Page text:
Megaloblastic Anemia

Megaloblastic anemia is a subset of macrocytic anemias that arises because of impaired nucleic acid synthesis in erythroid precursors. This impairment leads to ineffective RBC production and intramedullary hemolysis that is characterized by large cells with arrested nuclear maturation. The most common causes are vitamin B12 and folic acid deficiencies, which can be due to low dietary intake, underlying malabsorptive conditions, and medications. Clinical presentation includes anemia and GI symptoms, with neurologic manifestations more commonly seen in B12 deficiency. Laboratory tests show macrocytic anemia (elevated mean corpuscular volume) and low B12 and folate levels. Confirmatory tests can be performed if levels are borderline. Treatment focuses on identifying the cause of the deficiency and replacing the deficient vitamin either orally or parenterally.

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Overview

Definition

Megaloblastic anemia is a subset of macrocytic anemias characterized by increased RBC size and an arrest in nuclear maturation arising from abnormal cell division in erythroid precursors.

Epidemiology

  • Folate deficiency has been less common in the United States owing to folic acid fortification of grain products and the use of prenatal vitamins.
  • The most common causes of megaloblastic anemia in developed countries are pernicious anemia (for vitamin B12 deficiency) and medications.

Causes

  • Vitamin B12 (cobalamin) deficiency:
    • Intrinsic factor deficiency (pernicious anemia)
    • Malabsorption (Crohn disease, celiac disease, chronic pancreatitis, prior gastric or ileal surgery)
    • Vegan diet (vegan)
    • Nitrous oxide abuse/toxicity
    • Diphyllobothrium latum (fish tapeworm) infestation 
    • Drugs (immunosuppressants, isoniazid, metformin, colchicine, H2 blockers, proton pump inhibitors)
    • HIV
    • Genetic disorders 
  • Folic acid deficiency: 
    • Increased demand: pregnancy, hemolytic anemia, chronic dermatitis, hemodialysis
    • Alcoholism
    • Dietary deficiency (restricted diets, countries without folate fortification of foods)
    • Drugs (antimetabolites such as methotrexate, tetracyclines, penicillins, nitrofurantoin, phenobarbital, phenytoin, trimethoprim)
    • Intestinal dysfunction: Malabsorption occurs in surgery (gastric bypass).
  • Rare disorders:
    • Orotic aciduria: Deficiency of uridine monophosphate synthase leads to ↓ de novo pyrimidine synthesis that is unresponsive to B12 and folate replacement.
    • Methylmalonic acidemia: inborn error of amino acid metabolism

Pathophysiology

Vitamin B12 and folic acid

  • Vitamin B12 (cobalamin):
    • Sources:
      • Animal products (meats, especially liver, dairy, eggs)
      • Fortified food
      • Not found in plants
    • Absorption:
      • B12 in food is bound to protein and gets bound to salivary haptocorrins in the stomach.
      • Absorption requires an acid environment (stomach) to be dissociated from protein and pancreatic proteases to cleave off the haptocorrins.
      • Once unbound, B12 binds to intrinsic factor produced by the gastric parietal cells.
      • B12–intrinsic factor complex is taken up in the ileum.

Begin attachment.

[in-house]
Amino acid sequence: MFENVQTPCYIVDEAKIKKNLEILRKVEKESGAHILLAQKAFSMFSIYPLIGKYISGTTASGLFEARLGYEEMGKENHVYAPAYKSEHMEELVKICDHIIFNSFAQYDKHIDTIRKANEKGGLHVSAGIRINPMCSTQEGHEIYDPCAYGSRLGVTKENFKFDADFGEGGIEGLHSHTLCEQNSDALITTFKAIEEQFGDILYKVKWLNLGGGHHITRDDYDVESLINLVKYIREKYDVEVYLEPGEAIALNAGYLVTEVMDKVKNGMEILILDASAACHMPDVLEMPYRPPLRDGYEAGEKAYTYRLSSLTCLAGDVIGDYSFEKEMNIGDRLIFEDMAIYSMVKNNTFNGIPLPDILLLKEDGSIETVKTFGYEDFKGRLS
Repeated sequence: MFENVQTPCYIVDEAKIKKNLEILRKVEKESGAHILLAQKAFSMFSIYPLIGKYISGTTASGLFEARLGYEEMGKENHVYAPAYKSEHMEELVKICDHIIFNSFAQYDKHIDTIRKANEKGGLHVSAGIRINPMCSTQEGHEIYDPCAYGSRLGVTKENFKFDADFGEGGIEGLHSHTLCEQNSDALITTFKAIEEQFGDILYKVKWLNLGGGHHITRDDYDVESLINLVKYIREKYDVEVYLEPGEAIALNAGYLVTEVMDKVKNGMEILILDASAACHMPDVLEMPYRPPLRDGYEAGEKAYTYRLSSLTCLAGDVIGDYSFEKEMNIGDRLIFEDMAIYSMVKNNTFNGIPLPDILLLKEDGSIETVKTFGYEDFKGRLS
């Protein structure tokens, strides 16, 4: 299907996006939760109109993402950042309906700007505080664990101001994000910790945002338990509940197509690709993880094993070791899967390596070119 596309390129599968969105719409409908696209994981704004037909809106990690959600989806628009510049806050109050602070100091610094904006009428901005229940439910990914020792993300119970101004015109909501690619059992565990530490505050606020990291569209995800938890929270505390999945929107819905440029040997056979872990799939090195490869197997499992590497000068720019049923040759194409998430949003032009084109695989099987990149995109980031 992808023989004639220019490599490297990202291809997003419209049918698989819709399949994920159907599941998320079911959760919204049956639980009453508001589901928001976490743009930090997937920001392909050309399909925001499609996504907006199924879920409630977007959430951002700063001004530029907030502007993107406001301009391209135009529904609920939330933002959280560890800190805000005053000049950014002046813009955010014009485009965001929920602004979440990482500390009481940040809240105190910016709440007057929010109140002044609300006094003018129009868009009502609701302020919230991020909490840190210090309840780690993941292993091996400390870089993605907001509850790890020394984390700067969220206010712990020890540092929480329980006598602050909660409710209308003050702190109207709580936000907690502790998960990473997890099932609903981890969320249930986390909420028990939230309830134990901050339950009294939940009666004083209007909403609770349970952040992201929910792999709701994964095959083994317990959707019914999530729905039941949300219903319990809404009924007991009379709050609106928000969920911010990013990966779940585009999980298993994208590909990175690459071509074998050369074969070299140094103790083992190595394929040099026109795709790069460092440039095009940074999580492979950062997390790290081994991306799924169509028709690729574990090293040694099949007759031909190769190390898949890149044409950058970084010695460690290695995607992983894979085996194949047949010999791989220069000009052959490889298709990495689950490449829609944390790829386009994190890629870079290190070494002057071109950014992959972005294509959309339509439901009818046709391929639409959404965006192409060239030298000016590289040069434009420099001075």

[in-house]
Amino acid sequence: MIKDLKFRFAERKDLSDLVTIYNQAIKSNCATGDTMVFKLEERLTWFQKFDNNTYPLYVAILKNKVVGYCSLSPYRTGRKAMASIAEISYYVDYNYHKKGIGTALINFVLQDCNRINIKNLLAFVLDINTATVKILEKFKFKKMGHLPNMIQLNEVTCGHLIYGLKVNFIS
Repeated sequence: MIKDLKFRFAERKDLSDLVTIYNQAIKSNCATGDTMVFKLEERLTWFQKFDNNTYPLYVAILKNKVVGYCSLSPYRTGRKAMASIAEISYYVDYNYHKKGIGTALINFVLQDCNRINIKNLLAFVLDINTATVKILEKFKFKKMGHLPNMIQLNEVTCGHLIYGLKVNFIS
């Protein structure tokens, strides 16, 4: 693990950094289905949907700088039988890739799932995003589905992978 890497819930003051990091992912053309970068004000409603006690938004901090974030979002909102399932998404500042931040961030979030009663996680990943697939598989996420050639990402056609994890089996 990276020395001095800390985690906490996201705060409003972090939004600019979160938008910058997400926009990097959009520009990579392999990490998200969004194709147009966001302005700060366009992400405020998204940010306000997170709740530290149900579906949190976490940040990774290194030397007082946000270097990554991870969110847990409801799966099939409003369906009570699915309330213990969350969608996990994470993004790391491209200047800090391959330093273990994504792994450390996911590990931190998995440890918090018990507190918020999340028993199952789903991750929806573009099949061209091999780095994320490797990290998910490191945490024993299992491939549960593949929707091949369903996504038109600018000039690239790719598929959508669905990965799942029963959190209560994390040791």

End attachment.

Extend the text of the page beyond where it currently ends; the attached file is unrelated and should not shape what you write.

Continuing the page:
• In the bloodstream, B12 is then endocytosed by cells. 
  • Vitamin B9 (folic acid):
    • Sources:
      • Plant products (especially dark green, leafy vegetables)
      • Animal products
    • Absorption:
      • Dependent on carrier systems
      • Absorbed in the jejunum (conjugase converts folate polyglutamate to monoglutamate)
      • Subsequently reduced to dihydrofolate → tetrahydrofolate (THF) → 5,10-methylene THF → L-5-methyl-THF (predominant plasma form)
      •  L-5-methyl-THF is taken up by cells.
  • Both are water-soluble (↓ risk of overdose, as they are excreted in the urine).
  • Vitamin deficiencies arise from conditions that affect intake and absorption and that interfere with other essential factors (i.e., intrinsic factor, carrier system).
Role of vitamin B12 and folic acid in DNA synthesis

Role of vitamin B12 and folic acid in DNA synthesis:

From the bottom:
Dietary folate is absorbed in the intestine in the form of 5-methyl-tetrahydrofolate (THF). Vitamin B12–dependent methionine synthetase converts 5-methyl-THF to THF. The same process generates methionine from homocysteine and methionine converts to S-adenosylmethionine or SAM (also necessary for DNA methylation).
The THF produced is converted to 5, 10-methylene-THF.
A methyl group is donated from methylene-THF to the 5-carbon of uridylate to form thymidylate.
As a consequence of donating the methyl group, methylene-THF becomes dihydrofolate.
Dihydrofolate is reduced by reductase to re-generate tetrahydrofolate.

Image by Lecturio.

B12 and folic acid in DNA synthesis

  • Both B12 and folic acid: 
    • Critical in the synthesis of nucleic acids
    • Act as cofactors in the synthesis of thymidylate, the rate-limiting step in DNA synthesis:
      • Folate supplies the methyl groups (via methylene-THF).
      • B12 is a cofactor in the reaction converting 5-methyl-THF to THF.
  • Methionine and folic acid cycle with DNA synthesis:
    1. Dietary folate is absorbed in the intestine in the form of 5-methyl-THF.
    2. Vitamin B12–dependent methionine synthetase converts 5-methyl-THF to THF.  
      • The same process generates methionine from homocysteine.